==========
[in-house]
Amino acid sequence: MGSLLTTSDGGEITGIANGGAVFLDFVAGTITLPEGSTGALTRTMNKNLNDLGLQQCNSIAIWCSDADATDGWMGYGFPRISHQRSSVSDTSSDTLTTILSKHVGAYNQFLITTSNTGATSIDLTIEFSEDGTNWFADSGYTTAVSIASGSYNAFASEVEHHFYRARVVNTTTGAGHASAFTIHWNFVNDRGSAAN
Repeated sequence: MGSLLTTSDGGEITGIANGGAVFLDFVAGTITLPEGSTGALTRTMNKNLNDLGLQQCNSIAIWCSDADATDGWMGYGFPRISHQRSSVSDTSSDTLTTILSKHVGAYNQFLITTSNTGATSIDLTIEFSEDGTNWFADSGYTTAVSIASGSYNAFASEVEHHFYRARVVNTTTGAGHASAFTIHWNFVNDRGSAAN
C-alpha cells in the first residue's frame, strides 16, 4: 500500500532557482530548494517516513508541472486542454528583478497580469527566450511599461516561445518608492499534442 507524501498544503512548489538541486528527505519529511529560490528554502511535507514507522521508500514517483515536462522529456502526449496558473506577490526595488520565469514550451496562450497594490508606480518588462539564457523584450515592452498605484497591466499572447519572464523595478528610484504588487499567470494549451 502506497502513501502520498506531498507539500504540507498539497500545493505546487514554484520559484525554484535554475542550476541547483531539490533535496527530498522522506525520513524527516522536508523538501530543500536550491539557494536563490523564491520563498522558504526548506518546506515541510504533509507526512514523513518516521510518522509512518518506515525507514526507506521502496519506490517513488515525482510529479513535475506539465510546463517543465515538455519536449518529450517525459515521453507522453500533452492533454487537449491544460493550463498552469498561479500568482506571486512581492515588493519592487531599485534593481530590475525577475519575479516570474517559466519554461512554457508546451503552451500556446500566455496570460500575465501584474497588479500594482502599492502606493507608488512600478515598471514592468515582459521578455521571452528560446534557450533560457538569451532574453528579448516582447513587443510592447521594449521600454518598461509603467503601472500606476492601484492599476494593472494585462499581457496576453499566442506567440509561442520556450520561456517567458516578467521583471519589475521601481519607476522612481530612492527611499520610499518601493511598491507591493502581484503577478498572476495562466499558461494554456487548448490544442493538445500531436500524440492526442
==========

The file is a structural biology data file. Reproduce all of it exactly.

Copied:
[in-house]
Amino acid sequence: MGSLLTTSDGGEITGIANGGAVFLDFVAGTITLPEGSTGALTRTMNKNLNDLGLQQCNSIAIWCSDADATDGWMGYGFPRISHQRSSVSDTSSDTLTTILSKHVGAYNQFLITTSNTGATSIDLTIEFSEDGTNWFADSGYTTAVSIASGSYNAFASEVEHHFYRARVVNTTTGAGHASAFTIHWNFVNDRGSAAN
Repeated sequence: MGSLLTTSDGGEITGIANGGAVFLDFVAGTITLPEGSTGALTRTMNKNLNDLGLQQCNSIAIWCSDADATDGWMGYGFPRISHQRSSVSDTSSDTLTTILSKHVGAYNQFLITTSNTGATSIDLTIEFSEDGTNWFADSGYTTAVSIASGSYNAFASEVEHHFYRARVVNTTTGAGHASAFTIHWNFVNDRGSAAN
C-alpha cells in the first residue's frame, strides 16, 4: 500500500532557482530548494517516513508541472486542454528583478497580469527566450511599461516561445518608492499534442 507524501498544503512548489538541486528527505519529511529560490528554502511535507514507522521508500514517483515536462522529456502526449496558473506577490526595488520565469514550451496562450497594490508606480518588462539564457523584450515592452498605484497591466499572447519572464523595478528610484504588487499567470494549451 502506497502513501502520498506531498507539500504540507498539497500545493505546487514554484520559484525554484535554475542550476541547483531539490533535496527530498522522506525520513524527516522536508523538501530543500536550491539557494536563490523564491520563498522558504526548506518546506515541510504533509507526512514523513518516521510518522509512518518506515525507514526507506521502496519506490517513488515525482510529479513535475506539465510546463517543465515538455519536449518529450517525459515521453507522453500533452492533454487537449491544460493550463498552469498561479500568482506571486512581492515588493519592487531599485534593481530590475525577475519575479516570474517559466519554461512554457508546451503552451500556446500566455496570460500575465501584474497588479500594482502599492502606493507608488512600478515598471514592468515582459521578455521571452528560446534557450533560457538569451532574453528579448516582447513587443510592447521594449521600454518598461509603467503601472500606476492601484492599476494593472494585462499581457496576453499566442506567440509561442520556450520561456517567458516578467521583471519589475521601481519607476522612481530612492527611499520610499518601493511598491507591493502581484503577478498572476495562466499558461494554456487548448490544442493538445500531436500524440492526442